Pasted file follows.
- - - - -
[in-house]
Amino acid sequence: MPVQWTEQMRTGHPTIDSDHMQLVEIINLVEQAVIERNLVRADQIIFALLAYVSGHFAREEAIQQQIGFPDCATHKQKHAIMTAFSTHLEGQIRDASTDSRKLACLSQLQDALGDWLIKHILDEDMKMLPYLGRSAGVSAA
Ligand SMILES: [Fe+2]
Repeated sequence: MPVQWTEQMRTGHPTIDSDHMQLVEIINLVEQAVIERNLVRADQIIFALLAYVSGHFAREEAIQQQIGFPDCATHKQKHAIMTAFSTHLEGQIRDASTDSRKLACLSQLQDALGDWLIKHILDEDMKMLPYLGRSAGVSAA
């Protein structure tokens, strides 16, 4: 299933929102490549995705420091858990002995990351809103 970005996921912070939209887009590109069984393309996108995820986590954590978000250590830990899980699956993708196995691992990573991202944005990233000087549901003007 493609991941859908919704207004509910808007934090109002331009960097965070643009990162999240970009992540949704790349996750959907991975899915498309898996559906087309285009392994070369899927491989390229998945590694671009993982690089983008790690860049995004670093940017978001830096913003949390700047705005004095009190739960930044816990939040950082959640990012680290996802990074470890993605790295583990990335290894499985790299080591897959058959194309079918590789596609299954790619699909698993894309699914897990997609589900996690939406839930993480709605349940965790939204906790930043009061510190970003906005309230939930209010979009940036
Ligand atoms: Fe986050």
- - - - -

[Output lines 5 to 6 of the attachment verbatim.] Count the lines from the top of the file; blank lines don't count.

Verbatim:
């Protein structure tokens, strides 16, 4: 299933929102490549995705420091858990002995990351809103 970005996921912070939209887009590109069984393309996108995820986590954590978000250590830990899980699956993708196995691992990573991202944005990233000087549901003007 493609991941859908919704207004509910808007934090109002331009960097965070643009990162999240970009992540949704790349996750959907991975899915498309898996559906087309285009392994070369899927491989390229998945590694671009993982690089983008790690860049995004670093940017978001830096913003949390700047705005004095009190739960930044816990939040950082959640990012680290996802990074470890993605790295583990990335290894499985790299080591897959058959194309079918590789596609299954790619699909698993894309699914897990997609589900996690939406839930993480709605349940965790939204906790930043009061510190970003906005309230939930209010979009940036
Ligand atoms: Fe986050």